Inner Resources for Veterans (IRV), a mindfulness and mantra intervention, is based on Inner Resources for Stress, an intervention which utilizes mindfulness, techniques that encourage present moment attention for the purpose of promoting better self-monitoring and self-regulation, and mantra, the repetition of sounds that do not have meaning in order to maintain present focused attention. The Inner Resources protocol targets PTSD and has been associated with reduced PTSD and anxiety symptoms, reduced number of depressive symptoms, and depression remissions at a 9-month follow-up, as well as increased perceived self-efficacy. Pilot results of older combat Veterans with PTSD indicated that Inner Resources is a safe, feasible, and acceptable intervention. The control condition is an active treatment called Essential Skills, a manualized therapy adapted from a similar therapy utilized at multiple VAs as a psychoeducational and symptom management treatment for PTSD. In a previous study at the Michael E. DeBakey VA that did not investigate the effect of mTBI, Essential Skills provided education on the symptoms and effects of PTSD. For example, subjects learned to recognize the circumstances that triggered their symptoms, how to identify and participate in healthy activities, and how to monitor their sleep. In the current study, in Essential Skills, Veterans learn about symptoms of both mTBI and PTSD and coping skills.

In addition to the changes in functional and psychological symptoms and neural pathways, IRV would offer Veterans a treatment they could utilize whenever challenging situations occur regardless of location. Since the treatment would be relatively cost-free after initial training, IRV could also dramatically reduce financial burden to both Veterans and VA. Few treatment studies focusing on Veterans with co-morbid mTBI and PTSD support the innovation of this study, as does generation of community integration data to relate to changes in functional connectivity.

Layout table for study information
Study Type : Interventional  (Clinical Trial)
Actual Enrollment : 46 participants
Allocation: Randomized
Intervention Model: Parallel Assignment
Masking: Single (Outcomes Assessor)
Primary Purpose: Treatment
Official Title: Neuroimaging Meditation Therapy in Veterans With Co-Morbid TBI and PTSD
Actual Study Start Date : November 3, 2014
Actual Primary Completion Date : June 30, 2017
Actual Study Completion Date : March 26, 2018

Resource links provided by the National Library of Medicine

Arm Intervention/treatment
Experimental: Inner Resources for Veterans (IRV) mindfulness and mantra
Complete a mindfulness and mantra therapy
Behavioral: Inner Resources for Veterans (IRV)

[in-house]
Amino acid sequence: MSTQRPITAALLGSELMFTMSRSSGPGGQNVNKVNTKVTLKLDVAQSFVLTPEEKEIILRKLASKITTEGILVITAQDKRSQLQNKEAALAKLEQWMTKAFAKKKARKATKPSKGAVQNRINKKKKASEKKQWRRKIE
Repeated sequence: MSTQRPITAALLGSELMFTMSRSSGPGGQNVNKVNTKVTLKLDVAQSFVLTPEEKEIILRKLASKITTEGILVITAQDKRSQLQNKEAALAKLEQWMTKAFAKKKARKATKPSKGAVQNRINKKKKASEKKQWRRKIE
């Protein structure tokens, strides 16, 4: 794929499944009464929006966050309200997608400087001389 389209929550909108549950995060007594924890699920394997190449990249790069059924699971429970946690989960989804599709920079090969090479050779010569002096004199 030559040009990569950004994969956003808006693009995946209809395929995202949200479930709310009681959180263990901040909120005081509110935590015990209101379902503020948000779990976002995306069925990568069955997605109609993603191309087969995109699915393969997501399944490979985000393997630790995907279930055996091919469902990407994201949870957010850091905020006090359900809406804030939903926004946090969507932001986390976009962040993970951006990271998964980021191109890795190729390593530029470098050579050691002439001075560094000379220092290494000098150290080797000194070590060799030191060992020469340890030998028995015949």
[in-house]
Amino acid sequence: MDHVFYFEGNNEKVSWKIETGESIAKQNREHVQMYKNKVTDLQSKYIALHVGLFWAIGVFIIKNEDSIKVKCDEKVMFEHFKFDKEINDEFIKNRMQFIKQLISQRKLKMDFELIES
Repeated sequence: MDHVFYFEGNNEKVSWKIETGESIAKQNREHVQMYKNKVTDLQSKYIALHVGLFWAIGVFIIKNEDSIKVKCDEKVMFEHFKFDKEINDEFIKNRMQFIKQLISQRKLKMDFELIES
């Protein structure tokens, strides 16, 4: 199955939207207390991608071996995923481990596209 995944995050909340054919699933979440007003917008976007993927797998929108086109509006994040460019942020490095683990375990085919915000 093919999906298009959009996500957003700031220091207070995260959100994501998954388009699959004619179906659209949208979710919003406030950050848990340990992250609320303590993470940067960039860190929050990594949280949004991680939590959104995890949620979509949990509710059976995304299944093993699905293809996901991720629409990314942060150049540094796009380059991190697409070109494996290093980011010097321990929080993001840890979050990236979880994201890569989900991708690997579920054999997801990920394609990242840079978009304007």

Mindfulness and breath-focused mantra therapy which uses techniques that encourage present moment attention for the purpose of improving self-monitoring and self-regulation

Active Comparator: Essential Skills therapy
Learn symptoms of mTBI and PTSD, coping skills
Behavioral: Essential Skills therapy
This active comparator is adapted from a therapy utilized at multiple VAs as a psychoeducational AND symptom management treatment for PTSD. In it, participants learn about mTBI and PTSD symptoms and coping information for PTSD.

Primary Outcome Measures :
  1. Clinician-Administered PTSD Scale (CAPS5) [ Time Frame: 12 weeks ]
    Changes in responses in the CAPS5 will be measured in patients following IRV meditation+mantra or ES education control.

Secondary Outcome Measures :
  1. Number of Participants With Significant Changes in Resting State Functional Connectivity Following Meditation or Control [ Time Frame: 12 weeks and baseline ]
    Functional connectivity was measured between the Default Mode Network (DMN) and lateral prefrontal cortex (LPFC), and between the amygdala and anterior cingulate. There were four seeds for the DMN (MPFC, PCC, left lateral parietal, right lateral parietal), and two seeds for the amygdala (right and left). Correlation coefficients representing the degree of connectivity between hypothesized regions were Fisher transformed. An a priori threshold of p<.001 at the voxel level and p<.05, FDR corrected for multiple comparisons across the whole brain, at the cluster level were used to determine significant connectivity.

  2. Community Reintegration in Service Members (CRIS) [ Time Frame: 12 weeks and baseline ]
    Scores at baseline and 12 weeks in responses to the computerized version of the Community Reintegration in Service Members (CRIS-CAT) questionnaire in patients following meditation or control. There are three subscales: Extent of Participation (range 24-90), Perceived Limitations (range 33-99), and Satisfaction (range 34-91). Higher is better.